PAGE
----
The Arab League suspended Syria and called on its army to stop killing civilians in a surprise move on Saturday that some Western leaders said should prompt tougher international action against President Bashar al-Assad.
Hours after the League’s decision, hundreds of Assad supporters armed with sticks and knives attacked the Saudi Arabian embassy in Damascus and Turkish and French consulates in the city of Latakia, residents said.
U.S. President Barack Obama praised the League’s move and France said it was time for international bodies to take more action against Syria’s government.
The Arab League will impose economic and political sanctions on Damascus and has appealed to member states to withdraw their ambassadors, said Qatar’s Prime Minister Sheikh Hamad bin Jassim al-Thani. It will also call a meeting of Syrian opposition parties, he said.
“We were criticised for taking a long time but this was out of our concern for Syria,” Sheikh Hamad told reporters at the League’s headquarters in Cairo. “We needed to have a majority to approve those decisions.”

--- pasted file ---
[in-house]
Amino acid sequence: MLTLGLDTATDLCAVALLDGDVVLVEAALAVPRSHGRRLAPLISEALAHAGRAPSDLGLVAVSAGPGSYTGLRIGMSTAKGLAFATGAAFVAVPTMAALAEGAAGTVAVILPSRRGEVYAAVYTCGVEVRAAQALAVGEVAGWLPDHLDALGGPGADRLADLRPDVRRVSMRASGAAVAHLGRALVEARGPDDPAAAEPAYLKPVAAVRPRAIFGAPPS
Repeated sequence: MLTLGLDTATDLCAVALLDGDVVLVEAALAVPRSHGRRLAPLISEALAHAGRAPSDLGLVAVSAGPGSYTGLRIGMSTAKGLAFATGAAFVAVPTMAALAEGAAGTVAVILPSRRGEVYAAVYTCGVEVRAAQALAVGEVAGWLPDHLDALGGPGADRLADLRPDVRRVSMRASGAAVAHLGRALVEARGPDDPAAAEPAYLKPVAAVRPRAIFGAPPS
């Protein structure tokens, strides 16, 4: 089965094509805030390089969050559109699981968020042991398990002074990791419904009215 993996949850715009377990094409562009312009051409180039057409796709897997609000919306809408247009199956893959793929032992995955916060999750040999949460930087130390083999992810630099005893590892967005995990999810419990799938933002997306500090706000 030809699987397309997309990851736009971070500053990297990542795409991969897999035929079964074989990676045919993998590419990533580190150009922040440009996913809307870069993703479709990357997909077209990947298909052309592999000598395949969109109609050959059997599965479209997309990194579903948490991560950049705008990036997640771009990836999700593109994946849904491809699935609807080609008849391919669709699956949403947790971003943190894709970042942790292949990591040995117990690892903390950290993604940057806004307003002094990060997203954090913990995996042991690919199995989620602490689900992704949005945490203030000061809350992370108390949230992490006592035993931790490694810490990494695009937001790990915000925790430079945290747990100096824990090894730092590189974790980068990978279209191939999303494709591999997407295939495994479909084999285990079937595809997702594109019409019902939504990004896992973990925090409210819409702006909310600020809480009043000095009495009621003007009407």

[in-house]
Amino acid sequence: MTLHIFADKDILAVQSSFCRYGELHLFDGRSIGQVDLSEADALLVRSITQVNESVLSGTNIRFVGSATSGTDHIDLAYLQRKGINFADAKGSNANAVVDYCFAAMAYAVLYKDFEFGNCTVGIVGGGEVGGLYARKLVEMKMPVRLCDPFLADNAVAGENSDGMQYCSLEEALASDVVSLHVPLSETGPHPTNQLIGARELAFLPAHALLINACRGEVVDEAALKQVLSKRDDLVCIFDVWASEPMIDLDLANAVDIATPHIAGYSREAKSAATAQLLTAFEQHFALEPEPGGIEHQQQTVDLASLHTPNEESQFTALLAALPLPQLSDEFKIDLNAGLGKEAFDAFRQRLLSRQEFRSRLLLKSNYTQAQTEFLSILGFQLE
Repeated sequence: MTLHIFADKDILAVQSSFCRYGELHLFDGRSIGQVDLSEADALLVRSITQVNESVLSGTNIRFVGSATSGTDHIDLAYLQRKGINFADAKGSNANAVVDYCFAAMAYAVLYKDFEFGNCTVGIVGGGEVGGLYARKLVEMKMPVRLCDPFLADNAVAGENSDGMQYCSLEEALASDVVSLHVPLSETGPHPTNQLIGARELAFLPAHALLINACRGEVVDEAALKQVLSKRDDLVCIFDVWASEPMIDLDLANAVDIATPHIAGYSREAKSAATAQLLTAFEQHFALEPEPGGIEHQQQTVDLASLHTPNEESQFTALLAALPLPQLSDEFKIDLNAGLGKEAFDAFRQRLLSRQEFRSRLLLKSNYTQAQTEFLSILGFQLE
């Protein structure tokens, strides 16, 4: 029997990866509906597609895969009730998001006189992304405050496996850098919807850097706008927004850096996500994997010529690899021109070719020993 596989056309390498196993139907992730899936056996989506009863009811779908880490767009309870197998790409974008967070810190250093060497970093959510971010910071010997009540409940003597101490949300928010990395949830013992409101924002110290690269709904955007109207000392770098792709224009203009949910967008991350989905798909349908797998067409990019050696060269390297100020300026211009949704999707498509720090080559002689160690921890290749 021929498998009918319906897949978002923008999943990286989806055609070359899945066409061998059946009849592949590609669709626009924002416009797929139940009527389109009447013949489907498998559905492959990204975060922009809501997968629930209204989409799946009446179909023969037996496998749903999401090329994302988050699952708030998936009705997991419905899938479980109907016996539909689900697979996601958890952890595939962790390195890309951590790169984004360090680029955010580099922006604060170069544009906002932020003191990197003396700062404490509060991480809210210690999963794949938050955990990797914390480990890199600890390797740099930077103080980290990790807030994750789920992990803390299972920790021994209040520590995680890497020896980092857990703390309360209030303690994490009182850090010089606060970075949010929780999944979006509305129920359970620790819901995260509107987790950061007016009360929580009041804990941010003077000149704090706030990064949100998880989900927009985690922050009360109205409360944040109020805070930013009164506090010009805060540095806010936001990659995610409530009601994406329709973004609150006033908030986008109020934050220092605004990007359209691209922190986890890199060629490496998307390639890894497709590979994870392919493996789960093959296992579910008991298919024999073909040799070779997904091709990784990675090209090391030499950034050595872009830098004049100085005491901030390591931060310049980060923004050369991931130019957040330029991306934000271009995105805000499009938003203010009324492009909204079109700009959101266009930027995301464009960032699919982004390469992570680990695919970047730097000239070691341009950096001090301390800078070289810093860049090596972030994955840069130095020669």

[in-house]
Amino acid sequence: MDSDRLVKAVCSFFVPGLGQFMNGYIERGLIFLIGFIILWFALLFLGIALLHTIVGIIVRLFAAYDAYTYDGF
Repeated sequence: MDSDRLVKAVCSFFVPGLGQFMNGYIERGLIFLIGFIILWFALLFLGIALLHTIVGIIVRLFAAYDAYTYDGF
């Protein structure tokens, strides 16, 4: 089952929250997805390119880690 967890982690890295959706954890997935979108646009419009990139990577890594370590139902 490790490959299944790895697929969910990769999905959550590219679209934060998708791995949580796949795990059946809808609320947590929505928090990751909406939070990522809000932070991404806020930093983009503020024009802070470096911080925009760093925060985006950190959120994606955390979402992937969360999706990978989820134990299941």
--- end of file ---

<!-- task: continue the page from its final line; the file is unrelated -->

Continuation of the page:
Syria’s representative at the Arab League said the decision was “not worth the ink it was written with.”
The League’s announcement was a sharp rebuke for Syria’s leadership which sees itself as a champion of Arab nationalism.
Hopes among Western powers that Assad would be isolated by his Arab neighbours were repeatedly dashed until now. Some Arab leaders have been reluctant to turn against one of their peers given their own restive populations, Middle East diplomats say.
But Assad has pressed ahead with the crackdown on protesters against his rule despite an Arab peace plan brokered on November 2. The United Nations says more than 3,500 people have been killed in seven months of violence.
Syria blames armed groups for the violence and says 1,200 members of the security forces have been killed. Assad, from the minority Alawite community which has held power for four decades in mainly Muslim Syria, has said he has used legitimate means to confront a foreign conspiracy to sow sectarian strife.
Activists said six people were killed in Syria on Saturday.
Sheikh Hamad said the suspension of Syria from the regional body would take effect on November 16, but did not detail the sanctions, Reuters reports.